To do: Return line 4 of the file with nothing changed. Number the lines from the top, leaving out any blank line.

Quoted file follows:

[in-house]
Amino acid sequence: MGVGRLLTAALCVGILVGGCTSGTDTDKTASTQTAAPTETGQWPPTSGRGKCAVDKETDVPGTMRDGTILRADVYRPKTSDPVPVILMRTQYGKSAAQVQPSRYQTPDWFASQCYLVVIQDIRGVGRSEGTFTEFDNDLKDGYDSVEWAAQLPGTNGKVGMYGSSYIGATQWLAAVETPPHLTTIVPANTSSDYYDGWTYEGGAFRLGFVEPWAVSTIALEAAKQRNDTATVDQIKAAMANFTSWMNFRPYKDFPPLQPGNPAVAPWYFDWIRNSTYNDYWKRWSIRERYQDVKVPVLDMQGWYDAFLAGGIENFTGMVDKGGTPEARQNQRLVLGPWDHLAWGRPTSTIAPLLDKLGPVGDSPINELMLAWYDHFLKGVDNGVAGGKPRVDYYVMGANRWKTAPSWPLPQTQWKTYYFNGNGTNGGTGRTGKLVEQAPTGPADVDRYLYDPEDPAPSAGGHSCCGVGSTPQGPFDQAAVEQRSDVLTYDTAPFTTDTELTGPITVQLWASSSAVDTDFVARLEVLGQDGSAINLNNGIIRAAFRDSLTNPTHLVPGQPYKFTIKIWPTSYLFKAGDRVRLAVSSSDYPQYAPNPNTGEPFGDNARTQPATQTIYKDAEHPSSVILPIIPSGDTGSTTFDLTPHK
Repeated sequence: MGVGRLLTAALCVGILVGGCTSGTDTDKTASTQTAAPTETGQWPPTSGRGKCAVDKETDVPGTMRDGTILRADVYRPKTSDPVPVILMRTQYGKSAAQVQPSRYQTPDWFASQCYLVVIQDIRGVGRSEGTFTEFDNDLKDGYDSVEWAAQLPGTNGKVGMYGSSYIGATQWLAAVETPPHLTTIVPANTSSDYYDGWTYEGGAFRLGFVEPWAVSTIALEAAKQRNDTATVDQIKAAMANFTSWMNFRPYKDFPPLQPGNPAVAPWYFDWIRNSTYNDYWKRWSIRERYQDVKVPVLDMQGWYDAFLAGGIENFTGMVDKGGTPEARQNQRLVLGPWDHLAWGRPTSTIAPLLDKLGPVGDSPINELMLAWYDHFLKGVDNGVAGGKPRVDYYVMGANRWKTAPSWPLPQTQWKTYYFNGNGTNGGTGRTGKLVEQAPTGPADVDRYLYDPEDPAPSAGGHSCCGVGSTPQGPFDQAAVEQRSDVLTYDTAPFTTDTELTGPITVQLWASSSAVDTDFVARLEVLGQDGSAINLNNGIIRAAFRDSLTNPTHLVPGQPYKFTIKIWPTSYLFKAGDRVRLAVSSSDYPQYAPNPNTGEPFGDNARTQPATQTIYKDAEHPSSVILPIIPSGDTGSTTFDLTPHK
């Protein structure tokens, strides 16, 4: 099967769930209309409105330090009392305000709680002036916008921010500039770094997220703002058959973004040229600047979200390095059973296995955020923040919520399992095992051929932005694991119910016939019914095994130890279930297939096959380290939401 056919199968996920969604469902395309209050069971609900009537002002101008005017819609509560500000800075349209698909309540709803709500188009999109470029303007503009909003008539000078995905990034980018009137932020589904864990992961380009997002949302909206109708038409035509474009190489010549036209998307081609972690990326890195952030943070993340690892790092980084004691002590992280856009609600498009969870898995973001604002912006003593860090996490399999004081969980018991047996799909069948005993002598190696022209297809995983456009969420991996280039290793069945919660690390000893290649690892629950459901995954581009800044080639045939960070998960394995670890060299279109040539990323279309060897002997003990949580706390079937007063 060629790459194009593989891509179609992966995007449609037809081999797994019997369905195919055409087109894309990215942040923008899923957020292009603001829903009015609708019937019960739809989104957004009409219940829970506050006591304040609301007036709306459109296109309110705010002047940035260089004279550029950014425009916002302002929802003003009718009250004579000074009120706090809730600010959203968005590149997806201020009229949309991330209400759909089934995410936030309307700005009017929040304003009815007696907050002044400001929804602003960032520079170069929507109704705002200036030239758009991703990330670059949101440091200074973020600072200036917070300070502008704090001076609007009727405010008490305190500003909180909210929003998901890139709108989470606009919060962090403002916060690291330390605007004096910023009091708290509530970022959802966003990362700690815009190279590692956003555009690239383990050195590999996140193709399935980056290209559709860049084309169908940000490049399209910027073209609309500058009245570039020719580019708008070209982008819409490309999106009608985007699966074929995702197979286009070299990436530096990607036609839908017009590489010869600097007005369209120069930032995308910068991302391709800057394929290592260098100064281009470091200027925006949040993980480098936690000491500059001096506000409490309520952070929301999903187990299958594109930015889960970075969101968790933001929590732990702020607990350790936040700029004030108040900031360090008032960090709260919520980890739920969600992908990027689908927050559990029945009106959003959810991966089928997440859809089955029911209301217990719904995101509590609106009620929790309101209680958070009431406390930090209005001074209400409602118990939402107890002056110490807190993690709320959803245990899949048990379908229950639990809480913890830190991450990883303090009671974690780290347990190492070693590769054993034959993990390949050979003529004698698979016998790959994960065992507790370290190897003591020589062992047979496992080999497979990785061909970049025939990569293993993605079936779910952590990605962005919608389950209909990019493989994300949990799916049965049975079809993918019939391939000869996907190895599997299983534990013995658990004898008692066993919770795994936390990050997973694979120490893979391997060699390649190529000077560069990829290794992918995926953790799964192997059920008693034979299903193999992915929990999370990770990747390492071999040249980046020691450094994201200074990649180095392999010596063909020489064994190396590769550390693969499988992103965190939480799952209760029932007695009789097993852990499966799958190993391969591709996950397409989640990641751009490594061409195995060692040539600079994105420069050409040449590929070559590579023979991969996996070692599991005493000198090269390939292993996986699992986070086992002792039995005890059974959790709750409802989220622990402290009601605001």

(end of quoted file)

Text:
């Protein structure tokens, strides 16, 4: 099967769930209309409105330090009392305000709680002036916008921010500039770094997220703002058959973004040229600047979200390095059973296995955020923040919520399992095992051929932005694991119910016939019914095994130890279930297939096959380290939401 056919199968996920969604469902395309209050069971609900009537002002101008005017819609509560500000800075349209698909309540709803709500188009999109470029303007503009909003008539000078995905990034980018009137932020589904864990992961380009997002949302909206109708038409035509474009190489010549036209998307081609972690990326890195952030943070993340690892790092980084004691002590992280856009609600498009969870898995973001604002912006003593860090996490399999004081969980018991047996799909069948005993002598190696022209297809995983456009969420991996280039290793069945919660690390000893290649690892629950459901995954581009800044080639045939960070998960394995670890060299279109040539990323279309060897002997003990949580706390079937007063 060629790459194009593989891509179609992966995007449609037809081999797994019997369905195919055409087109894309990215942040923008899923957020292009603001829903009015609708019937019960739809989104957004009409219940829970506050006591304040609301007036709306459109296109309110705010002047940035260089004279550029950014425009916002302002929802003003009718009250004579000074009120706090809730600010959203968005590149997806201020009229949309991330209400759909089934995410936030309307700005009017929040304003009815007696907050002044400001929804602003960032520079170069929507109704705002200036030239758009991703990330670059949101440091200074973020600072200036917070300070502008704090001076609007009727405010008490305190500003909180909210929003998901890139709108989470606009919060962090403002916060690291330390605007004096910023009091708290509530970022959802966003990362700690815009190279590692956003555009690239383990050195590999996140193709399935980056290209559709860049084309169908940000490049399209910027073209609309500058009245570039020719580019708008070209982008819409490309999106009608985007699966074929995702197979286009070299990436530096990607036609839908017009590489010869600097007005369209120069930032995308910068991302391709800057394929290592260098100064281009470091200027925006949040993980480098936690000491500059001096506000409490309520952070929301999903187990299958594109930015889960970075969101968790933001929590732990702020607990350790936040700029004030108040900031360090008032960090709260919520980890739920969600992908990027689908927050559990029945009106959003959810991966089928997440859809089955029911209301217990719904995101509590609106009620929790309101209680958070009431406390930090209005001074209400409602118990939402107890002056110490807190993690709320959803245990899949048990379908229950639990809480913890830190991450990883303090009671974690780290347990190492070693590769054993034959993990390949050979003529004698698979016998790959994960065992507790370290190897003591020589062992047979496992080999497979990785061909970049025939990569293993993605079936779910952590990605962005919608389950209909990019493989994300949990799916049965049975079809993918019939391939000869996907190895599997299983534990013995658990004898008692066993919770795994936390990050997973694979120490893979391997060699390649190529000077560069990829290794992918995926953790799964192997059920008693034979299903193999992915929990999370990770990747390492071999040249980046020691450094994201200074990649180095392999010596063909020489064994190396590769550390693969499988992103965190939480799952209760029932007695009789097993852990499966799958190993391969591709996950397409989640990641751009490594061409195995060692040539600079994105420069050409040449590929070559590579023979991969996996070692599991005493000198090269390939292993996986699992986070086992002792039995005890059974959790709750409802989220622990402290009601605001």